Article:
Canada’s Cabinet – by constitutional convention – is the body of advisors that sets the federal government’s policies and priorities for the country. Together they act in the name of the Queen’s Privy Council for Canada.
The Governor General appoints the members of Cabinet on the advice of the Prime Minister. Almost all of Cabinet is selected from the House of Commons. From time to time, a Senator may be included to ensure all parts of the country are represented.
The Governor General almost always acts on Cabinet’s advice.
How Cabinet Works
Cabinet is the Prime Minister’s forum for creating consensus among the Government’s ministers. It is an informal political mechanism even though its decisions carry a great deal of weight.
In Cabinet, the Prime Minister may lead members to agreement on matters that each will be expected to defend publicly.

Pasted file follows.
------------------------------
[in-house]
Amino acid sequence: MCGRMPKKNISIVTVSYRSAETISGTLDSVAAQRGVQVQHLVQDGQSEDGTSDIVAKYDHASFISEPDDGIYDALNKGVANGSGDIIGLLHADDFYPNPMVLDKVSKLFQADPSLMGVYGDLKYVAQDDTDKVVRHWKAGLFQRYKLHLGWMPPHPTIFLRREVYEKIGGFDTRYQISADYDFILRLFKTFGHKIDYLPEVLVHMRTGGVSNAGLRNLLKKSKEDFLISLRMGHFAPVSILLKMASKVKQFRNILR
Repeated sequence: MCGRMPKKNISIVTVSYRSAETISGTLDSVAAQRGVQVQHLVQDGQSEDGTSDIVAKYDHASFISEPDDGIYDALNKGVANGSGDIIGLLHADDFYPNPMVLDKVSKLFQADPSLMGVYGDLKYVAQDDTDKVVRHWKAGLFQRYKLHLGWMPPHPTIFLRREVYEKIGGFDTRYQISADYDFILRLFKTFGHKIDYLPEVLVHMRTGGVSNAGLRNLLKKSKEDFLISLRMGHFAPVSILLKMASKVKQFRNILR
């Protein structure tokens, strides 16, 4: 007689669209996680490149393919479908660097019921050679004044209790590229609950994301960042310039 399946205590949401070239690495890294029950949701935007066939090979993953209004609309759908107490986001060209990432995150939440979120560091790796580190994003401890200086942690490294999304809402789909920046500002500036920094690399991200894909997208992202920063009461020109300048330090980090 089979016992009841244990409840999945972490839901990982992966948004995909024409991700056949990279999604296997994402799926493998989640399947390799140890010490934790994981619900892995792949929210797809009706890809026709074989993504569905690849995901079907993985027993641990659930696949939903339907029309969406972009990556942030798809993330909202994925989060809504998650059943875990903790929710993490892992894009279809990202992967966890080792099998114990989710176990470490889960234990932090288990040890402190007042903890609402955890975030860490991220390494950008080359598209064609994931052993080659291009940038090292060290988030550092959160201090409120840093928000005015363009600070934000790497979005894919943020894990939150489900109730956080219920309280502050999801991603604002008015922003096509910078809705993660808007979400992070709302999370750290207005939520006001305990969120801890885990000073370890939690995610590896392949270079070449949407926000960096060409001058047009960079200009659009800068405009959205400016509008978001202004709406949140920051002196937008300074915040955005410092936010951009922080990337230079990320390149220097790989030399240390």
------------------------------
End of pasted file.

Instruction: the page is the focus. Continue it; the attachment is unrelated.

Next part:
The principle of collective ministerial responsibility allows ministers to be frank when they are in private in Cabinet, but requires them to support the Government’s decisions in public.
As a group, ministers are held accountable to Parliament for their Government’s actions. They may speak about the Government’s policy only after taking these decisions in private with their colleagues.
The personal responsibility of each member of Cabinet is referred to as individual ministerial responsibility.
Each minister is normally responsible for a government department. Ministers receive confidential advice from the public service and are held accountable for their decisions in Parliament and the country.
In Canada, the cabinet system performs several key functions:
- Securing agreement among ministers on Government priorities
- Securing agreement on parliamentary actions by the Government
- Providing a forum for ministerial debate on issues of general interest
- Providing adequate information to ministers on decisions for which they will be held responsible
- Providing adequate information to the Prime Minister to carry out his/her responsibilities and leadership role
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